If you have consumed all of Austen’s major and minor novels, this reissue by Oxford University Press of their 1998 edition is an enticing treasure. In Catharine and Other Writings, we are introduced not only to a writer in the making, but a collection of prayers, poems and unfinished fragments of novels written in maturity and rarely reprinted. As with the other Oxford editions of Jane Austen’s works reissued in the past year, this edition contains excellent supplemental material: a short biography of Austen, notes on the text, a select bibliography, a chronology of Austen’s life, textural notes, insightful explanatory notes and a superb introduction by prominent Austen scholar Margaret Anne Doody that details the inspiration from her family and her environment that influenced and formed Austen’s creative mind.  

“Jane Austen was not a child as a writer when she wrote these early pieces. She possessed a sophistication rarely matched in viewing and using her own medium. She not only understood the Novel, she took the Novel apart, as one might take apart a clock, to see how it works – and put it back together, but it was no longer the same clock. Her genius at an early age is as awe-inspiring as Mozart’s.” pp xxxv 

What I found so engaging in this collection was the lightness and comical devil-may-care freeness in Austen’s youthful approach. It was like a rush of endorphin to a dour mood, taking you outside of your troubles and elevating you into a magical world of a youthful imaginings and farcical fancy. I have several favorites that I will re-read when I need a laugh, especially Love and Freindship, The Beautiful Cassandra and The History of England. Not all of the works are comical. When Winchester races  is a verse written when Austen was mortally ill and dictated from her deathbed to her sister Cassandra three days before her death. It is her final work. A moralistic piece, it resurrects the ghost of St. Swinthin who curses the race goers for their sins of pleasure. 

When once we were buried you think we are gone

But behold me immortal! 

An interesting choice of subject for the last days of her life, and ironic in relation to what acclaim she has garnered since she has gone. Like St. Swinthin, Jane Austen is indeed immortal! 

4 out of 5 Regency Stars 

Catharine and Other Writings, by Jane Austen (Oxford World’s Classics)
Edited by Margaret Anne Doody and Douglas Murray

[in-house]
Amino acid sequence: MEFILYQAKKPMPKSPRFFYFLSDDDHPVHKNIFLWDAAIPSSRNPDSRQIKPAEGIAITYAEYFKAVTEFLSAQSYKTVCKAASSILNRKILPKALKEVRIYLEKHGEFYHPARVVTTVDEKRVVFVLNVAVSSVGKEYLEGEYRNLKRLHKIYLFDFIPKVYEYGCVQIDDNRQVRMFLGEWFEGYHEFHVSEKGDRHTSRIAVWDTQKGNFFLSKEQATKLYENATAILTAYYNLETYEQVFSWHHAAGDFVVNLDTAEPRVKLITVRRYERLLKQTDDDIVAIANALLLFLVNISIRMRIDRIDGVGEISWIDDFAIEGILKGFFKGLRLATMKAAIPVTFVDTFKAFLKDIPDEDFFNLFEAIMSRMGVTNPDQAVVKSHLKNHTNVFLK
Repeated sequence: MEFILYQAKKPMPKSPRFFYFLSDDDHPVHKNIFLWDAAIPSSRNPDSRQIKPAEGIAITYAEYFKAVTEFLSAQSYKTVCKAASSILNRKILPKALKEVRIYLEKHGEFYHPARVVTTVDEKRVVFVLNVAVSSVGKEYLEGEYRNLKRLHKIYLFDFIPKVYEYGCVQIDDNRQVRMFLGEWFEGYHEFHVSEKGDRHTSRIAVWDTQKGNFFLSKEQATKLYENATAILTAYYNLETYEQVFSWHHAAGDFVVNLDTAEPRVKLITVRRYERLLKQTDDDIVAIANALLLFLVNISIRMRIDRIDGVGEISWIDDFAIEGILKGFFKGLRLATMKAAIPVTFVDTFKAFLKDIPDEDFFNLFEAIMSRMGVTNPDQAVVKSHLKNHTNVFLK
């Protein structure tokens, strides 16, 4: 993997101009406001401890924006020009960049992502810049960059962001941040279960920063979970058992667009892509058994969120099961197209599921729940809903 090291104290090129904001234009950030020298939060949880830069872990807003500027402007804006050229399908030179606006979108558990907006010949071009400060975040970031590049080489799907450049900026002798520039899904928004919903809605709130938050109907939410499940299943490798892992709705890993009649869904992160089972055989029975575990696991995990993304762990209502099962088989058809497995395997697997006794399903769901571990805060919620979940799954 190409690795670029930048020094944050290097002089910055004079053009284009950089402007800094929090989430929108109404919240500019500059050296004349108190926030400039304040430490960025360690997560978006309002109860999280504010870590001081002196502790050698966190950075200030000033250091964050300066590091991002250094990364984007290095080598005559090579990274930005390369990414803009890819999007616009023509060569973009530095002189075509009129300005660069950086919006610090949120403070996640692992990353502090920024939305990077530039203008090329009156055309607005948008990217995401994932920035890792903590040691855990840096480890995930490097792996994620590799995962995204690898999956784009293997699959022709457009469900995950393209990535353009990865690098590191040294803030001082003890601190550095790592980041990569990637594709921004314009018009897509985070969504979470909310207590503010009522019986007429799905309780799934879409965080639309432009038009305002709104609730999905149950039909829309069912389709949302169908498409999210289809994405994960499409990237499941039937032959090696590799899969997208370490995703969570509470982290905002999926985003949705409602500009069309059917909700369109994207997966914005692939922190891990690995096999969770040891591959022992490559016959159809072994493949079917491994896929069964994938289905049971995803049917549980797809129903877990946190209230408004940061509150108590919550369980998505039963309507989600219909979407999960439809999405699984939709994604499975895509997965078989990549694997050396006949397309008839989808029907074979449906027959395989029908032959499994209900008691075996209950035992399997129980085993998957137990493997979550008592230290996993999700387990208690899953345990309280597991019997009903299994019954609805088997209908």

Oxford University Press, USA (2009)
Trade paperback, 424 pages
978-0199538423

Jane Austen Selected Letters (Oxford World’s Classics) – A Review

Jane Austen Selected=“You deserve a longer letter than this; but it is my unhappy fate seldom to treat people so well as they deserve.” Jane Austen, 24 December 1798 

Jane Austen’s personal correspondence has stirred up controversy since her untimely death in 1817 at age 41. The next year her brother Henry Austen wrote in the ‘Biographical Notice of the Author’ included with the publication of her novels Northanger Abbey and Persuasion that she ‘never dispatched a note or a letter unworthy of publication’. Years later, a niece Caroline Austen did not agree, ‘there is nothing in those letters which I have seen that would be acceptable to the public.’ In comparison to her published works, the letters do dwell upon ‘little matters’ of domestic life in the county, but to the patient reader we begin to understand Austen’s life and experiences beyond the minutia and realize through her clever descriptions and acerbic observations how this simple parson’s daughter became the author of novels that are so valued and cherished close to 200 years after their publication. 

This reissue by Oxford University Press of their 2004 edition of Jane Austen Selected Letters is more than worthy of a second printing. Not only does it include two thirds of the known surviving letters and a thoughtful introduction by scholar Vivien Jones chronicling the history of the letters stewardship with the family, its supplemental material alone makes it an incredible value for the price. As with the other Oxford World’s Classics of Austen’s major and minor works that have been reissued this past year, it includes a brief biography, notes on the text, a select bibliography, a chronology of Jane Austen’s life, and explanatory notes. Unique to this edition, and by far the highlight are the glossary of people and places and the detailed index for quick reference. 

For students and Austen enthusiast seeking a compact edition in comparison to the comprehensive and hefty Jane Austen’s Letters edited by Deirdre Le Faye, this reissue is a sleek and densely informative package. Usually I abhor abridged editions of anything, but in this instance we are given an excellent selection of letters and a lively introduction at less than a third of the price of its competitor. In this economy, I say better and better.   

4 out of 5 Regency Stars 

Jane Austen Selected Letters (Oxford World’s Classics)
Selected, introduced and notes by Vivien Jones
Oxford University Press, USA (2009)